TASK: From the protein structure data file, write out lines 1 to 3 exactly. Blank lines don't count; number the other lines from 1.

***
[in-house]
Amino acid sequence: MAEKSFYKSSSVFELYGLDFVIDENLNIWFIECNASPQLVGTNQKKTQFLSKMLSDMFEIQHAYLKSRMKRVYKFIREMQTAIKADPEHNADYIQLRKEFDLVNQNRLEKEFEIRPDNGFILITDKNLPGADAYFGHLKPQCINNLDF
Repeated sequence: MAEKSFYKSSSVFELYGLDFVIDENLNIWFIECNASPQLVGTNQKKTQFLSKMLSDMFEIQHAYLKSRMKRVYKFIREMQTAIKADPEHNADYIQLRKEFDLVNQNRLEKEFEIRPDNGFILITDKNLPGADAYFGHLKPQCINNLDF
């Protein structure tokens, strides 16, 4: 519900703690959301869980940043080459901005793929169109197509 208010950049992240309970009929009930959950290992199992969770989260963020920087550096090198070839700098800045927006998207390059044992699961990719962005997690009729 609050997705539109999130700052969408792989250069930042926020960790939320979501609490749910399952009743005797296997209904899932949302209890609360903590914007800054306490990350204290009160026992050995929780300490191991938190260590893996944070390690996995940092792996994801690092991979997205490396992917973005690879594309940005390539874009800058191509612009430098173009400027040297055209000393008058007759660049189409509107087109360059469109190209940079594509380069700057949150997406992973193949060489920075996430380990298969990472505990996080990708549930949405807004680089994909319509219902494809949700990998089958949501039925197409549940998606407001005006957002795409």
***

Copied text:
[in-house]
Amino acid sequence: MAEKSFYKSSSVFELYGLDFVIDENLNIWFIECNASPQLVGTNQKKTQFLSKMLSDMFEIQHAYLKSRMKRVYKFIREMQTAIKADPEHNADYIQLRKEFDLVNQNRLEKEFEIRPDNGFILITDKNLPGADAYFGHLKPQCINNLDF
Repeated sequence: MAEKSFYKSSSVFELYGLDFVIDENLNIWFIECNASPQLVGTNQKKTQFLSKMLSDMFEIQHAYLKSRMKRVYKFIREMQTAIKADPEHNADYIQLRKEFDLVNQNRLEKEFEIRPDNGFILITDKNLPGADAYFGHLKPQCINNLDF